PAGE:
Here then is the first part of the interview I was fortunate enough to get with Kartik, who discusses the purpose and direction of the NASL.


YGB – What is the new North American Soccer League and how does it fit into the American Soccer structure?

KK – The North American Soccer League (NASL) was established in November 2009, and will be submitting an application with the U.S. Soccer Federation to become a sanctioned league in 2011. The NASL’s nine member teams – Carolina RailHawks, Crystal Palace Baltimore, Miami FC, NSC Minnesota Stars, Montreal Impact, Rochester Rhinos, AC St. Louis, FC Tampa Bay Rowdies and Vancouver Whitecaps FC – will all compete in the 2010 USSF D-2 Professional League, a second division league established and administered by the United States Soccer Federation. In 2011, the NASL will be joined by teams in Atlanta and Edmonton. The NASL and its member teams are committed to building on their long tradition of providing a high level of soccer to fans across the United States and Canada in 2010 and beyond.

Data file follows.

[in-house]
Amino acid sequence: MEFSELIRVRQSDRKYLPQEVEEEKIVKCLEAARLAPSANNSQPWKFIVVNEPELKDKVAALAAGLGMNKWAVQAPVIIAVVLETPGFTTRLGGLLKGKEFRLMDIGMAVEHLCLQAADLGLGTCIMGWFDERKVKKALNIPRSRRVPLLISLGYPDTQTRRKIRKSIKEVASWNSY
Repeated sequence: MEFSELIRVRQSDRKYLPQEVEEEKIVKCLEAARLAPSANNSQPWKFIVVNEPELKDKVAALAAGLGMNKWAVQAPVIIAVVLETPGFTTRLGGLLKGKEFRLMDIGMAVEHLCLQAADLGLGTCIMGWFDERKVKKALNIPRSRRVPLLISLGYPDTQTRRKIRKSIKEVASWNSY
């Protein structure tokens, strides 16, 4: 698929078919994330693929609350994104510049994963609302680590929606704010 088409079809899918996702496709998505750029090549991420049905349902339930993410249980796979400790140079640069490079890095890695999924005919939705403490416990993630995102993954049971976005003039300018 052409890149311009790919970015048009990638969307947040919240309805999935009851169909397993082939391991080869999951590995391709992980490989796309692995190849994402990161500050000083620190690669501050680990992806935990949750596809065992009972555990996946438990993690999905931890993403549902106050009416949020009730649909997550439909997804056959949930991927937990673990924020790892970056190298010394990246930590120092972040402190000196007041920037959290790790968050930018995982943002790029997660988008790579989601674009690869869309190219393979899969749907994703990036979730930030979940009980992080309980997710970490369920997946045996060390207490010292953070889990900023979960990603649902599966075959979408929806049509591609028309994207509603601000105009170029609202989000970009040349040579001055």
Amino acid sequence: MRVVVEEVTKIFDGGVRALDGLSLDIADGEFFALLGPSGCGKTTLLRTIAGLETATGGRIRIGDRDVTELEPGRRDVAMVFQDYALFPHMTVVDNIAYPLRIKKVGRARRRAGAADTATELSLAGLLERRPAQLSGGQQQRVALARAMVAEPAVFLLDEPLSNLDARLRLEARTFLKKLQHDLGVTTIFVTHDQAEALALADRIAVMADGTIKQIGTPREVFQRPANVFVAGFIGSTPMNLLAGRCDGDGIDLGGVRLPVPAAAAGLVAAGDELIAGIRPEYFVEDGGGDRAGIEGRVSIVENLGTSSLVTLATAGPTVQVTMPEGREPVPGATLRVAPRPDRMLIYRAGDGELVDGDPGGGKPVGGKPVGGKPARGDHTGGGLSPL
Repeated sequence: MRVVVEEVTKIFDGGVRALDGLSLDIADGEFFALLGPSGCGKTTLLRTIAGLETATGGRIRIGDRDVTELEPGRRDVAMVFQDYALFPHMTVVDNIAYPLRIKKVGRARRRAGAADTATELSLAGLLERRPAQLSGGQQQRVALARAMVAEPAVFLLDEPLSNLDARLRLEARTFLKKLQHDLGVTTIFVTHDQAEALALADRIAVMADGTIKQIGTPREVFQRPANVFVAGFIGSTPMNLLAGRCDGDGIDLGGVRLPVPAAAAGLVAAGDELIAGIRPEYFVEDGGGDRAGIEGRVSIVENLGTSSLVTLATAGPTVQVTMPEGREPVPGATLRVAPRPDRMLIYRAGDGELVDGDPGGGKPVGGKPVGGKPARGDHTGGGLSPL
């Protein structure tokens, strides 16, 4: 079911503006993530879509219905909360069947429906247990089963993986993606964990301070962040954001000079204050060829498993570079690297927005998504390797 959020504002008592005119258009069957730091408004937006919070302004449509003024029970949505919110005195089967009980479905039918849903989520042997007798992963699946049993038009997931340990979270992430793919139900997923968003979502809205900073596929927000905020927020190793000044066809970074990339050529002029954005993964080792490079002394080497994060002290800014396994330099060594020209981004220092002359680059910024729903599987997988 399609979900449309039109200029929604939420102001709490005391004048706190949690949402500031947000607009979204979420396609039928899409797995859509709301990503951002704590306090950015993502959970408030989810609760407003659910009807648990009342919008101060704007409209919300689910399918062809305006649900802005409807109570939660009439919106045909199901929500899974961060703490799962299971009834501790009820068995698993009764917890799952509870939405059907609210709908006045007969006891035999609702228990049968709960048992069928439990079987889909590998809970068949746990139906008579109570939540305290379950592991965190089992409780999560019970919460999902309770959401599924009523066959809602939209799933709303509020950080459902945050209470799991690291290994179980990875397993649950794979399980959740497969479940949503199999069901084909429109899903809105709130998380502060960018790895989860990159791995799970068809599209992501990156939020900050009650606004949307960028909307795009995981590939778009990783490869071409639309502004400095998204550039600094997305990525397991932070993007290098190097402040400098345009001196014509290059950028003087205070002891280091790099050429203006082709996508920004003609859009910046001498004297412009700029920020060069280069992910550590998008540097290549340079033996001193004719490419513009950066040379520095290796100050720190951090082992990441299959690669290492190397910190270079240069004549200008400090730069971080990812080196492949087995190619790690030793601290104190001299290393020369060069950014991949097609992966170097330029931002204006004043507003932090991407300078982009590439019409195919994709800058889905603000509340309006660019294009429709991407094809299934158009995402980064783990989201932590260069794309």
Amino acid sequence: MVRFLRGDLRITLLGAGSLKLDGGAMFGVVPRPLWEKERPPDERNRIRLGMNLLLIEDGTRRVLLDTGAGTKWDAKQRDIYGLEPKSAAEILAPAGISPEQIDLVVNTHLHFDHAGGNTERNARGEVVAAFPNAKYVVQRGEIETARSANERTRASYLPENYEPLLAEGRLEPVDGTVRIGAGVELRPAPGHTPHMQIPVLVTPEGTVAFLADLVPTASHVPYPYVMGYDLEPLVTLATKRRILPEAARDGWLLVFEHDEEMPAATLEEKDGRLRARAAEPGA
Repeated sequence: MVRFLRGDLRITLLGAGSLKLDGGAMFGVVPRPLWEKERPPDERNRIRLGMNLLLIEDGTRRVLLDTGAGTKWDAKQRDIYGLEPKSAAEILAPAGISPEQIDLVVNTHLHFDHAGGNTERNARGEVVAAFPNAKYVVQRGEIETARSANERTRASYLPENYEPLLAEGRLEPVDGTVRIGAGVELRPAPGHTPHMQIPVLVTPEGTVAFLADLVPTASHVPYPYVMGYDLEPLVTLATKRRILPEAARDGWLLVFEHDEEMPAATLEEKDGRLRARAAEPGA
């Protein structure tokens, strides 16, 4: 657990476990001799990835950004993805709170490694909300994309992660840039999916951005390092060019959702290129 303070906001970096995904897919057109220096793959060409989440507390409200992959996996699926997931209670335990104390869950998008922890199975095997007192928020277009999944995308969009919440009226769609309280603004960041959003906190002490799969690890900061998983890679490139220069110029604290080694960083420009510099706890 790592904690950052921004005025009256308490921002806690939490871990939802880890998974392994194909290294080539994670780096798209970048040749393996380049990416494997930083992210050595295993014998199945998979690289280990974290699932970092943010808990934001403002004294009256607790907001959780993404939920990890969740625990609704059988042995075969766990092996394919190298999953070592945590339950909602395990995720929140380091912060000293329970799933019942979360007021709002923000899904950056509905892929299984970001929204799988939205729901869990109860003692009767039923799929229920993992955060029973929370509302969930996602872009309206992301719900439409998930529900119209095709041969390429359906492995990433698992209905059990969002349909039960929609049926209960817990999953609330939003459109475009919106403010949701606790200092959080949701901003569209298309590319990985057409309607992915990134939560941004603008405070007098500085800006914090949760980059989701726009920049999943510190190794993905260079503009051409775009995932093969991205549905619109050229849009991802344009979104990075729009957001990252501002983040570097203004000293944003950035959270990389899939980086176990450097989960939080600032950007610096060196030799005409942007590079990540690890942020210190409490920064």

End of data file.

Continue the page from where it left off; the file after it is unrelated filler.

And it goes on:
YGB – How much of the NASL’s tradition has been brought to the new league?

KK – The tradition and legacy of the original NASL is a big part of what we are building on, going forward. I’ve heard from fans all over the world that are excited about the return of the NASL. We’re tapping into some of that excitement.

YGB – FC Tampa Bay has taken the colors of the original NASL Tampa Bay Rowdies, and use the name ‘Rowdies’ in some capacity. There was also some strong sentiment that FC Edmonton, entering the NASL in 2011 would be called the Edmonton Drillers, again a throwback to the classic NASL. Will there be a continued resurrection of classic NASL teams, manes and colors?